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A Jamaican’s Journey

This article appears in the July 18 gameday magazine. To see the complete magazine, click here.

If you are trying to unravel the mystery that is Jermaine Taylor, the first problem you encounter is: Where to begin? Do you start with the imposing center back who strikes fear in the hearts of opposing strikers the minute he steps on the field? Or how about the wide-eyed 20-year-old who captained Jamaica to the Caribbean U-20 title in 2005? Or let’s step back further to the 10-year-old boy who would risk beatings from his mother to play soccer with his friends instead of going to church on Sundays.

Wherever you choose to begin, the story starts and finishes with the game of soccer. But that was not always the case for Taylor.

“[Soccer] was never something I loved,” said Taylor. “I loved cricket. One day, we were on a pitch across from our house playing a cricket game, and when the match ended the boys started playing soccer.”

No one in Taylor’s immediate family had played soccer before. Taylor’s father was heavily into dominoes, and as a youngster, he recalls traveling all over to play dominoes with his father.

But once that 10-year-old boy discovered soccer, dominoes and cricket could not compare. Taylor played every day with his friends and three younger brothers and shortly after joined his school team.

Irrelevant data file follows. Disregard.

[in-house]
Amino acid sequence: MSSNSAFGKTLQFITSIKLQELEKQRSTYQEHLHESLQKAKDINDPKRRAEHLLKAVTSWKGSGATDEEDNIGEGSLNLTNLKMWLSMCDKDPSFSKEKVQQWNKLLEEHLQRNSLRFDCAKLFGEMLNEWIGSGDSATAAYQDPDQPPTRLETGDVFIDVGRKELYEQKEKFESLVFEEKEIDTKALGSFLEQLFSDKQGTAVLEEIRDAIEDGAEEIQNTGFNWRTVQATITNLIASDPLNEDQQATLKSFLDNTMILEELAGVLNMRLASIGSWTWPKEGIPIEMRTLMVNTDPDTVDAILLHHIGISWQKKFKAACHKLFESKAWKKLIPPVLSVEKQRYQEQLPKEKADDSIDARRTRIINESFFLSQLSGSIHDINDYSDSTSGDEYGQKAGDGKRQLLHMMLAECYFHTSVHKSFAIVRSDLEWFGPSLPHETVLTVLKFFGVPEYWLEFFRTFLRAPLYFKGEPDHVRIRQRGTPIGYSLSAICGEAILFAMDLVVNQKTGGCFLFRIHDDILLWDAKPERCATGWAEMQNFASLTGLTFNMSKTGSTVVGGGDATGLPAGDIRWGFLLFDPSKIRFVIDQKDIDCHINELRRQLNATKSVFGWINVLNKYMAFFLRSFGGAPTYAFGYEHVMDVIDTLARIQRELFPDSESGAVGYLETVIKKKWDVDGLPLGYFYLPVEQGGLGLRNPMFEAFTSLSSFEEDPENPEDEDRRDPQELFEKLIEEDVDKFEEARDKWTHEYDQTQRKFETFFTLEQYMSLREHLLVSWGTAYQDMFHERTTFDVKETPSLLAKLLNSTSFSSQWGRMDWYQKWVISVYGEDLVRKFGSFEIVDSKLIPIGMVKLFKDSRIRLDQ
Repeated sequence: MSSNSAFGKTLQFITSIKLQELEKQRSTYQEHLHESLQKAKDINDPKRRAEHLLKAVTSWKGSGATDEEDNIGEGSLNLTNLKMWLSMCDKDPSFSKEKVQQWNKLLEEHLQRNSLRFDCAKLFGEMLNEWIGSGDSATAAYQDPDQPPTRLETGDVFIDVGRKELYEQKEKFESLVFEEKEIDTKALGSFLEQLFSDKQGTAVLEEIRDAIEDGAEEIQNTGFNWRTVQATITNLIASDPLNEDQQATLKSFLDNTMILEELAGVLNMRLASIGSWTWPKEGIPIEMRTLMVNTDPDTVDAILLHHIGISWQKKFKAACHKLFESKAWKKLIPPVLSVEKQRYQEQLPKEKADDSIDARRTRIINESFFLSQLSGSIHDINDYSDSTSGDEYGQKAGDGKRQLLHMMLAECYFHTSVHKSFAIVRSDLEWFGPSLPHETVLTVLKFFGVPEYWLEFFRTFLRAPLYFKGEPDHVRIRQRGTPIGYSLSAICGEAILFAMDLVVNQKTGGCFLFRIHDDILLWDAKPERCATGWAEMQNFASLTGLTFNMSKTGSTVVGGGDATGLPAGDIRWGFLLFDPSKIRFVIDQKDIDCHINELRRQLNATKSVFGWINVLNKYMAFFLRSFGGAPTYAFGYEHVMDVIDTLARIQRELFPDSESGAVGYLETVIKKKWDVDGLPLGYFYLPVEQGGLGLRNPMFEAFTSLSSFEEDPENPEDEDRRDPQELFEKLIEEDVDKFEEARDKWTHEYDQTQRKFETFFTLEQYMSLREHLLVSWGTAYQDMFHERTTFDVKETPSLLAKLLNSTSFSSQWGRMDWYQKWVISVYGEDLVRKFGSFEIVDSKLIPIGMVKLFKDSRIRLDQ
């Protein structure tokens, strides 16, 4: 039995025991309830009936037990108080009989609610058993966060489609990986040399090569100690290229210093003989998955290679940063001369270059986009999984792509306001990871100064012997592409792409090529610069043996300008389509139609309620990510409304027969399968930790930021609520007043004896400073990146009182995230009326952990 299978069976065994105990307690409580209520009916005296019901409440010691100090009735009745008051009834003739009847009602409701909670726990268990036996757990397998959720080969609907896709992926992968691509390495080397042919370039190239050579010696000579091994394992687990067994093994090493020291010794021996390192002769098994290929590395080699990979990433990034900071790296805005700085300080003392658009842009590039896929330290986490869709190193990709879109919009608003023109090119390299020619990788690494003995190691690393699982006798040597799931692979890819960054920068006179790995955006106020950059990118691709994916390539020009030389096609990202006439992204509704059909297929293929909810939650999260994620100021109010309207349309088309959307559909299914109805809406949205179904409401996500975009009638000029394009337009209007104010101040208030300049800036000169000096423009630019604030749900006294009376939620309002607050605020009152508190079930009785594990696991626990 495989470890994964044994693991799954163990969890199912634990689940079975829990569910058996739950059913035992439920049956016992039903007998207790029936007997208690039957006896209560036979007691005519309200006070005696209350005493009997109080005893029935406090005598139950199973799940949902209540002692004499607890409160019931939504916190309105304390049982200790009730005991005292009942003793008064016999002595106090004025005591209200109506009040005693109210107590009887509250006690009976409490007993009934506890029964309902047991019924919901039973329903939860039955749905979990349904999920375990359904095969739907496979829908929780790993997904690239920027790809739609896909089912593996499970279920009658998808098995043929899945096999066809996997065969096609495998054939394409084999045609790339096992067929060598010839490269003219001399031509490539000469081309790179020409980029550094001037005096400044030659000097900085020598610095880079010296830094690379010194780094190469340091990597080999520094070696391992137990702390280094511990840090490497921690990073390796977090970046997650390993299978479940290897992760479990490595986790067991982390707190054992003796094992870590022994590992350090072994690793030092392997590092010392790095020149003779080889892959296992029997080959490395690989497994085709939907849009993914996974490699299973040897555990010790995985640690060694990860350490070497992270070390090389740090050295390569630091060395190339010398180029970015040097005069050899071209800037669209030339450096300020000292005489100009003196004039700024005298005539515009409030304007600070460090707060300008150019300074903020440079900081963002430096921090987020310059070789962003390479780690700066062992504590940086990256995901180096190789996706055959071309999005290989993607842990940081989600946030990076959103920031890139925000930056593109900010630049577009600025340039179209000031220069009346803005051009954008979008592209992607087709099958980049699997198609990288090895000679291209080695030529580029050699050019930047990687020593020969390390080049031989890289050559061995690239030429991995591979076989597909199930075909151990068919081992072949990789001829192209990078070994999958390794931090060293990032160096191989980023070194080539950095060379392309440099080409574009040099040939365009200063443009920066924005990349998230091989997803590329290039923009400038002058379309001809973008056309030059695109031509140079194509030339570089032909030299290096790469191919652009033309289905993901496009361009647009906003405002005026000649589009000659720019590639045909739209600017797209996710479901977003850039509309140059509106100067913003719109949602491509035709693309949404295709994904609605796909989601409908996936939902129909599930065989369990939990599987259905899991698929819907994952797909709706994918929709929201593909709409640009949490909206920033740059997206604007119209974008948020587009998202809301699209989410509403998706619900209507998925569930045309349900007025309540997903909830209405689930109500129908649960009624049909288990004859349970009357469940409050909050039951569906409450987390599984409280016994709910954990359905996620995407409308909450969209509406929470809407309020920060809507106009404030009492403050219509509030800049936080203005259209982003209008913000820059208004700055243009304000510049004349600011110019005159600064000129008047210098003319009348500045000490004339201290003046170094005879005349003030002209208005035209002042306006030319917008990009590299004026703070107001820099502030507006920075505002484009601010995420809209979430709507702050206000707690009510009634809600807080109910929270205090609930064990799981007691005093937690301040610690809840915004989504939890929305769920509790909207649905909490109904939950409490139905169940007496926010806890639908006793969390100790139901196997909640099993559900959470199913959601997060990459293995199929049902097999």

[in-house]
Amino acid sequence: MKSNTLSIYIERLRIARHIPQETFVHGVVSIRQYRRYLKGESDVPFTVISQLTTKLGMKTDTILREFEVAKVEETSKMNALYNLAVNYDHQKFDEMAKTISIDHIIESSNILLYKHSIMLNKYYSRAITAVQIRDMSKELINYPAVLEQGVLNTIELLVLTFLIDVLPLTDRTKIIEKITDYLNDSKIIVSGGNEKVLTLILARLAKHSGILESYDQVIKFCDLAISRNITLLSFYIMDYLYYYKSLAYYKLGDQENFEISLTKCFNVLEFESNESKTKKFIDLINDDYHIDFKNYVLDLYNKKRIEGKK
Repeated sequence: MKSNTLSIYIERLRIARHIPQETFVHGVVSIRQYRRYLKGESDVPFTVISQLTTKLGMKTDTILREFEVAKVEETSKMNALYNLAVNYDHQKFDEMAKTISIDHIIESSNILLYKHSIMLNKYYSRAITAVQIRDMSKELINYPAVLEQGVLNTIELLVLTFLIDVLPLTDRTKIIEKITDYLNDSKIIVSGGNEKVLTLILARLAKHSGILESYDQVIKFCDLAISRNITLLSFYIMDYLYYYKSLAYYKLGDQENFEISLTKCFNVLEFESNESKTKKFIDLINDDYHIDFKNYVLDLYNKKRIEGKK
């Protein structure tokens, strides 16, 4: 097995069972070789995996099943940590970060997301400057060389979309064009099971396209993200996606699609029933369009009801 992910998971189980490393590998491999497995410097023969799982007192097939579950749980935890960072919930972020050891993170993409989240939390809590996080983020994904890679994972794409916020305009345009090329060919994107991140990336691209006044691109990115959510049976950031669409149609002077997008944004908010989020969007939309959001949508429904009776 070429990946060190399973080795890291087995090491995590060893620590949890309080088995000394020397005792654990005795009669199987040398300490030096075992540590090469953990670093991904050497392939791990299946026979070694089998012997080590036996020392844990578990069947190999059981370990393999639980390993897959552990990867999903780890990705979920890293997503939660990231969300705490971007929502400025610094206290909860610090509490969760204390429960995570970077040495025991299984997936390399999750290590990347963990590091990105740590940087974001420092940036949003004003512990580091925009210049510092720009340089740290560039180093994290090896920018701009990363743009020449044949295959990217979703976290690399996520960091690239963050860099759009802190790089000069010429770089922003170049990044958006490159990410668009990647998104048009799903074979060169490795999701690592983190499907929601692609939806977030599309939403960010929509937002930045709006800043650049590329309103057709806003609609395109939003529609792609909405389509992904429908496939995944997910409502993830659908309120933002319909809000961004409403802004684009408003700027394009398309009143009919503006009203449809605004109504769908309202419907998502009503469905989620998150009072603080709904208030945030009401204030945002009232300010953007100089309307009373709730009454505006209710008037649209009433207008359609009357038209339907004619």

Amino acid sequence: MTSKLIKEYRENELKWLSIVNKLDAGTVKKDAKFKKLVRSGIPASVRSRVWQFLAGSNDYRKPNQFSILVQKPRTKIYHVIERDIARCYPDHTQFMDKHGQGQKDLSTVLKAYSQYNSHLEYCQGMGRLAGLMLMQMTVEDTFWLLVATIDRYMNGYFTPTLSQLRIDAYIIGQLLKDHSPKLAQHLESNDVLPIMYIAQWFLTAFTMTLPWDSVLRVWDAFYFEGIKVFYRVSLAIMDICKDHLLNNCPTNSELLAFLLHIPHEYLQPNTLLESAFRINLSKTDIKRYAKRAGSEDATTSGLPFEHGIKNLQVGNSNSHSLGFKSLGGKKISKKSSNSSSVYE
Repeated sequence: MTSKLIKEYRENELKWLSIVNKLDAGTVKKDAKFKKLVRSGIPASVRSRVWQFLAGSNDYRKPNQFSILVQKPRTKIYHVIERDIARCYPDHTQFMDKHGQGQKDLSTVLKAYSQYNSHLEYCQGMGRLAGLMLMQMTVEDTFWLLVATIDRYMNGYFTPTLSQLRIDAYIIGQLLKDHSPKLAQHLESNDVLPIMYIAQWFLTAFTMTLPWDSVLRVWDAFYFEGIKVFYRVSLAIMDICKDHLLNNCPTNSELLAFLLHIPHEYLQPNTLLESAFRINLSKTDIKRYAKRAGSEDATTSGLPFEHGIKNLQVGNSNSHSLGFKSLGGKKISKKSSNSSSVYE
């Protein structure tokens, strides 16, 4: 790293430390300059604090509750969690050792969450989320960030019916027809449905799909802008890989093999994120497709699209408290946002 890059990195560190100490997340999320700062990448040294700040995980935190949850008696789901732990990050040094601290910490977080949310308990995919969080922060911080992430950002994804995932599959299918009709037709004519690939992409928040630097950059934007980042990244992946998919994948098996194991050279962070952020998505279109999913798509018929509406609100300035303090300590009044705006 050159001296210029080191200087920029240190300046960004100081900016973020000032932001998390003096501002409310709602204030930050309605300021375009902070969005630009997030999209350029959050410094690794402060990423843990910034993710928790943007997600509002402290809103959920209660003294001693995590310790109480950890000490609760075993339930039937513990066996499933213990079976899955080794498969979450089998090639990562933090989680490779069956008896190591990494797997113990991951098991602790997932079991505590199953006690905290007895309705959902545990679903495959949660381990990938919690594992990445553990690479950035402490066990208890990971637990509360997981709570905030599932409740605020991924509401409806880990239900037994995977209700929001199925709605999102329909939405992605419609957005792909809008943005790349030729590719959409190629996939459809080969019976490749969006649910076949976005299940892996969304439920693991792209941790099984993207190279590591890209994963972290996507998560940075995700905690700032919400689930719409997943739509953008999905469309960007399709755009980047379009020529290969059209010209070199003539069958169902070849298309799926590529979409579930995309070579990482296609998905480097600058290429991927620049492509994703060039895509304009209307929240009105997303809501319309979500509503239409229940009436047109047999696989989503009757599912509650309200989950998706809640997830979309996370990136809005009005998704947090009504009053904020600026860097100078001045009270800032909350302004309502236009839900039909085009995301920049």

“When I was in high school, my coach told me that if I kept playing hard, I could play for the national team one day,” said Taylor. “I never thought I could get to where I am now, but when he told me that, I decided to put more thought and effort into it and see where it could take me.”

Where it took him was a contract with Jamaican first division club Harbour View and a spot on the youth and senior national teams. Playing for the national team is a memory that Taylor will not soon forget.

“It was awesome,” Taylor recalls of his first time suiting up for the Reggae Boyz. “It was my first time playing in front of a crowd of 25,000 people. I believe it was against Panama in Jamaica. A couple weeks after that we had World Cup qualifiers and I was in those lineups as well.”

It did not take long for Taylor to make his mark on the national team. With Taylor anchoring the defensive line, Jamaica won the 2005 Digicel Caribbean Cup. His play earned him time in Gold Cup matches, World Cup qualifiers, and eventually the opportunity to wear the captain’s armband.

“It was an honor being able to wear the captain’s armband,” he said. “It was a great opportunity to work in a leadership role and help my country.”

Although Taylor had made a name for himself as one of the preeminent players in the Caribbean, it was not until late in 2010 that he caught the eye of Major League Soccer and Houston Dynamo head coach Dominic Kinnear. In the 2010 Caribbean Cup, Taylor anchored a Jamaican backline that allowed three goals in 510 minutes of tournament action and defeated Guadeloupe in the championship match in a penalty shootout.